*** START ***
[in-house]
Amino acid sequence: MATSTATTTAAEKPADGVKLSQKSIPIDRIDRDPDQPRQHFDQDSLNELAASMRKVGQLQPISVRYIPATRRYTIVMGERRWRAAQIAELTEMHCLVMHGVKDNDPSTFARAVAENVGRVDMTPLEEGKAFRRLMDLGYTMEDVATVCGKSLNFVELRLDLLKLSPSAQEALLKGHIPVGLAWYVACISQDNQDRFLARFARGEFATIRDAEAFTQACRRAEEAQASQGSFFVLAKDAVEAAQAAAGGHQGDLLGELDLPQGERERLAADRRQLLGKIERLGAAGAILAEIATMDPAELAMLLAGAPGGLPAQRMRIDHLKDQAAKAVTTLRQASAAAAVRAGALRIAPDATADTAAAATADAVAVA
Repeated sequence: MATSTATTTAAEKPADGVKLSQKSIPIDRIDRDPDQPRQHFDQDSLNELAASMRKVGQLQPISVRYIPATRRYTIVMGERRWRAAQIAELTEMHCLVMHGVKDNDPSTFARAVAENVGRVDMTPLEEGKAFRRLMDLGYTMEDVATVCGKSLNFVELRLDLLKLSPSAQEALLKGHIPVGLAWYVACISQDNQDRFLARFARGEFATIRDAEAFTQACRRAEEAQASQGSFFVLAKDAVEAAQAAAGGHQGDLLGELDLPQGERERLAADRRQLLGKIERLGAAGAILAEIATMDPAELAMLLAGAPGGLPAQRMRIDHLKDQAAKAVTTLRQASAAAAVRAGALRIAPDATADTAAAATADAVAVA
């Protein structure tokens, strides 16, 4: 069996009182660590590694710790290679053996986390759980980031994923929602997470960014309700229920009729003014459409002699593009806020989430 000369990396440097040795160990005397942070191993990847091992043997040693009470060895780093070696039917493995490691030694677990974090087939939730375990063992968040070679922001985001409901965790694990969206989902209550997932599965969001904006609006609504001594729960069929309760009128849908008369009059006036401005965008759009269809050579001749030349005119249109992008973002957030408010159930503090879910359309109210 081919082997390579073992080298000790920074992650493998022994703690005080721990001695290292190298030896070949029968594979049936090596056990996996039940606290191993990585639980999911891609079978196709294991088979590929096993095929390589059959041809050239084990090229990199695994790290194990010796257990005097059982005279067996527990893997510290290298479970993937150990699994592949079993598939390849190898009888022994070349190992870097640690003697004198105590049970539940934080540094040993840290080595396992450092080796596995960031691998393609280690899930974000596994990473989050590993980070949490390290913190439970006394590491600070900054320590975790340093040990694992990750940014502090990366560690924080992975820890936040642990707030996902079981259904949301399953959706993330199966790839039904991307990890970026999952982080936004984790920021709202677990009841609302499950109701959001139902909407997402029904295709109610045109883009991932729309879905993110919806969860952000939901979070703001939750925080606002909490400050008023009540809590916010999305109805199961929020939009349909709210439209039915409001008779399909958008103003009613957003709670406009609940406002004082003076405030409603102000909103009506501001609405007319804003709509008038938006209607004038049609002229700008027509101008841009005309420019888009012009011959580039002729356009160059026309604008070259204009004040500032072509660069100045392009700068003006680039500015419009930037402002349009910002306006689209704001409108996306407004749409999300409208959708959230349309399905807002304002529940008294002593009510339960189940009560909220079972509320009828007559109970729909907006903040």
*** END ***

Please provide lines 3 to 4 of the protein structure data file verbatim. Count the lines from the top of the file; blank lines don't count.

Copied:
Repeated sequence: MATSTATTTAAEKPADGVKLSQKSIPIDRIDRDPDQPRQHFDQDSLNELAASMRKVGQLQPISVRYIPATRRYTIVMGERRWRAAQIAELTEMHCLVMHGVKDNDPSTFARAVAENVGRVDMTPLEEGKAFRRLMDLGYTMEDVATVCGKSLNFVELRLDLLKLSPSAQEALLKGHIPVGLAWYVACISQDNQDRFLARFARGEFATIRDAEAFTQACRRAEEAQASQGSFFVLAKDAVEAAQAAAGGHQGDLLGELDLPQGERERLAADRRQLLGKIERLGAAGAILAEIATMDPAELAMLLAGAPGGLPAQRMRIDHLKDQAAKAVTTLRQASAAAAVRAGALRIAPDATADTAAAATADAVAVA
């Protein structure tokens, strides 16, 4: 069996009182660590590694710790290679053996986390759980980031994923929602997470960014309700229920009729003014459409002699593009806020989430 000369990396440097040795160990005397942070191993990847091992043997040693009470060895780093070696039917493995490691030694677990974090087939939730375990063992968040070679922001985001409901965790694990969206989902209550997932599965969001904006609006609504001594729960069929309760009128849908008369009059006036401005965008759009269809050579001749030349005119249109992008973002957030408010159930503090879910359309109210 081919082997390579073992080298000790920074992650493998022994703690005080721990001695290292190298030896070949029968594979049936090596056990996996039940606290191993990585639980999911891609079978196709294991088979590929096993095929390589059959041809050239084990090229990199695994790290194990010796257990005097059982005279067996527990893997510290290298479970993937150990699994592949079993598939390849190898009888022994070349190992870097640690003697004198105590049970539940934080540094040993840290080595396992450092080796596995960031691998393609280690899930974000596994990473989050590993980070949490390290913190439970006394590491600070900054320590975790340093040990694992990750940014502090990366560690924080992975820890936040642990707030996902079981259904949301399953959706993330199966790839039904991307990890970026999952982080936004984790920021709202677990009841609302499950109701959001139902909407997402029904295709109610045109883009991932729309879905993110919806969860952000939901979070703001939750925080606002909490400050008023009540809590916010999305109805199961929020939009349909709210439209039915409001008779399909958008103003009613957003709670406009609940406002004082003076405030409603102000909103009506501001609405007319804003709509008038938006209607004038049609002229700008027509101008841009005309420019888009012009011959580039002729356009160059026309604008070259204009004040500032072509660069100045392009700068003006680039500015419009930037402002349009910002306006689209704001409108996306407004749409999300409208959708959230349309399905807002304002529940008294002593009510339960189940009560909220079972509320009828007559109970729909907006903040």